It be a long system from Gippsland to Burgundy. It be an very perfect greater leap from doing highlights in an upmarket Melbourne hair salon to being topped winemaker of the 365 days by France’s most revered wine magazine.
For Jane Eyre, it took 23 years of long days in vineyards and unhurried nights balancing the books prior to the pay-off arrived on a grey day in January this 365 days.
A decade after starting her own winery, Eyre used to be named négociant of the 365 days by influential wine trade magazine La Revue du Vin de France.
“It be been impossible,” she says. “I wasn’t willing for the reaction. I’ve delicate been attempting to preserve with emails and folk ordering wine, modern importers, modern sommeliers.
“I on no account, ever belief I would salvage to this degree.”
A négociant is an independent winemaker who would no longer own their very own winery, as an quite lots of attempting to derive grapes deliver from growers.
Veritably La RVF’s top honour goes to French négociants with prosperous pedigrees. Eyre is no longer easiest the first Australian, however the first woman, to damage that file.
“I’m very little when put next to rather about a négociants,” she says. “I started off with one wine and 5 barrels — about 1,500 bottles — whereas the gargantuan properties right here in Burgundy create thousands and thousands of bottles.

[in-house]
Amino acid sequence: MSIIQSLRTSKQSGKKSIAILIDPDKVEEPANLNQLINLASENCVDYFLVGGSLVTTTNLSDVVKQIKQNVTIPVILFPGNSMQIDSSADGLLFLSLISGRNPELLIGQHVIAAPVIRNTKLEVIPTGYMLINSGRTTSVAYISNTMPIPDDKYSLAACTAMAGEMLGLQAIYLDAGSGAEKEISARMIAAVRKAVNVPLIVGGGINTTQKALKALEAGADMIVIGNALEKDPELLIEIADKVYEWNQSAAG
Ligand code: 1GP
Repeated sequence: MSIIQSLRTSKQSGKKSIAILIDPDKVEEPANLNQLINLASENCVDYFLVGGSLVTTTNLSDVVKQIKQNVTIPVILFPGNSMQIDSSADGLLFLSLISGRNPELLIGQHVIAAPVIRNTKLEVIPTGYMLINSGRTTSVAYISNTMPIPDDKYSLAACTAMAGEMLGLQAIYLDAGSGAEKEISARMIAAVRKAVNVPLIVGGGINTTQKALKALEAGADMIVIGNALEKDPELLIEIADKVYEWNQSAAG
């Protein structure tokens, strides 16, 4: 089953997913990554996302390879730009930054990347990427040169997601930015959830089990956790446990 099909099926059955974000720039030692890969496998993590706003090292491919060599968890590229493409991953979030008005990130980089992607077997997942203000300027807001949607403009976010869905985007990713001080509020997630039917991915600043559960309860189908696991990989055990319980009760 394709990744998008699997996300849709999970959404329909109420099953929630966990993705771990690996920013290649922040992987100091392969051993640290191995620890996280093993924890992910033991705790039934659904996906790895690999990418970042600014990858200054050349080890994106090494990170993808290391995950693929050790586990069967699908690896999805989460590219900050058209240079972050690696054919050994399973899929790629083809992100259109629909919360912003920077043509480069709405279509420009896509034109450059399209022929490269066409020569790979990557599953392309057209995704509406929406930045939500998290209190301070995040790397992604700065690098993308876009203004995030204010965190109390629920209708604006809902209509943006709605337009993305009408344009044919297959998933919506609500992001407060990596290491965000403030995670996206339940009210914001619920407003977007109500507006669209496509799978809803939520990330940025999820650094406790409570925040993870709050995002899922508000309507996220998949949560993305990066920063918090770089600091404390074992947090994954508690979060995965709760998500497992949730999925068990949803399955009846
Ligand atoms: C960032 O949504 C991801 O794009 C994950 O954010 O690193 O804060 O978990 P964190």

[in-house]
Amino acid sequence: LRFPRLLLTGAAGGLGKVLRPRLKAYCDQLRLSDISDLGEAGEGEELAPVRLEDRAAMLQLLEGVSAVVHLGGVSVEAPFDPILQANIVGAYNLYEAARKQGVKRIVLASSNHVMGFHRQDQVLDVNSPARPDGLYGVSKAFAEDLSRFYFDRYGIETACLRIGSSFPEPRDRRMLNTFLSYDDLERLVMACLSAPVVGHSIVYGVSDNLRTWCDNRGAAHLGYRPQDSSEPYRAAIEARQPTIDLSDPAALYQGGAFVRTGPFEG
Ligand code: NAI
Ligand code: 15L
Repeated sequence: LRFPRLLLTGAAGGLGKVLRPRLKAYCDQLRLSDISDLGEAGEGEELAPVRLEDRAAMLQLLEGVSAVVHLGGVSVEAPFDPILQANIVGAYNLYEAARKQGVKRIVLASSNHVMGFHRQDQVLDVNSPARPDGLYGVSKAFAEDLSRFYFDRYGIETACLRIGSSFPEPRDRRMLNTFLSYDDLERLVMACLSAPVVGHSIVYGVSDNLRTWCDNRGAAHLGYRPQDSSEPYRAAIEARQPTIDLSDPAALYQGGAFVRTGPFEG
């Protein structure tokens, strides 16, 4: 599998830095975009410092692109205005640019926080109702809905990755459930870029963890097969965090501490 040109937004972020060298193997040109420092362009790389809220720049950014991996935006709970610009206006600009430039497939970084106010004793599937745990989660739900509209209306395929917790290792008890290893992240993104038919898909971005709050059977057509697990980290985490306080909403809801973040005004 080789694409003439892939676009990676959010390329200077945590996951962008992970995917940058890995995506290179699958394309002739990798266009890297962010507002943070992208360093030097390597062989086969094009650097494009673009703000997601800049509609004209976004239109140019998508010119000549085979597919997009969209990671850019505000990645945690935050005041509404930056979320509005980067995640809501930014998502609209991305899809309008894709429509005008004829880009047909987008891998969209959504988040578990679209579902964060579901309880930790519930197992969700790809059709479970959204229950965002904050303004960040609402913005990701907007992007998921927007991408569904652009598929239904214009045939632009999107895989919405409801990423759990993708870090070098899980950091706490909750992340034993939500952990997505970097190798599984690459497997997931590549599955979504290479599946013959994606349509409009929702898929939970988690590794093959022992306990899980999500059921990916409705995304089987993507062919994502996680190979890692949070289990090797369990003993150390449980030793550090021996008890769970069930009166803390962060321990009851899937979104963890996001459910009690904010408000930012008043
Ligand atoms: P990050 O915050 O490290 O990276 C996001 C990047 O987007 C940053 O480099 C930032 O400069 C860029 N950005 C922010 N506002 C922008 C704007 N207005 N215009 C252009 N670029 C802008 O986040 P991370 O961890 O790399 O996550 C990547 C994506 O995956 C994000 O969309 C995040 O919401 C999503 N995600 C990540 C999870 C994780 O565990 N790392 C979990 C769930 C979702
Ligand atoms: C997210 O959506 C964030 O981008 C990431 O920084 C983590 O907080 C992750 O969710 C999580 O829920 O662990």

“I produce no longer even create 20,000. It did no longer even harmful my thoughts that I would salvage something like this.”
Making a status for herself
As for her literary name, Eyre says she has no idea why her mother selected it. Despite owning eight copies of Charlotte Brontë’s most notorious work, she’s on no account if truth be told learn it.
But now she’s making a status for herself, and her achievements are even more spectacular if you consider where she started.
“My dad’s idea of a cellar used to be about a boxes of wine stuck within the nook of the chicken shed,” she says. “But we aged to perambulate up to Descend’s Creek for skiing and in summer season, and we would constantly stop off at Brown Brothers.
“I used to be most regularly more within the bowl of cheese than the wines.”
After throwing within the towel of faculty, Eyre received a hairdressing apprenticeship in a South Yarra salon, which she loved however wasn’t keen about.
She developed an interest in wine, and ended up doing vintage in Burgundy in 1998 after a large gamble dialog with a shopper who used to be married to wine author, Jeremy Oliver.
Once assist in Melbourne, Eyre did a wine science degree at Charles Sturt University and received a job at a wine store in St Kilda.
“That’s where I if truth be told learnt about wine,” she says. “We had sommeliers from your total restaurants could be found and assign monthly masterclasses.”
In 2004, Eyre made the permanent switch to Beaune, a town of about 25,000 folk that is the heart of Burgundy, about a hours’ drive south-east of Paris, between Dijon and Lyon.
“We’ve received appropriate shops, an goal contemporary produce market, deal of sizable restaurants and a total bunch global folk,” she says.
“It be definitely a bubble. It be no longer like living in a little winemaking village.”
‘It could probably perchance perhaps be nights, weekends, lunchtimes’
She first labored for eminent vigneron Dominique Lafon, and later as assistant winemaker to Chris Newman at Domaine Newman.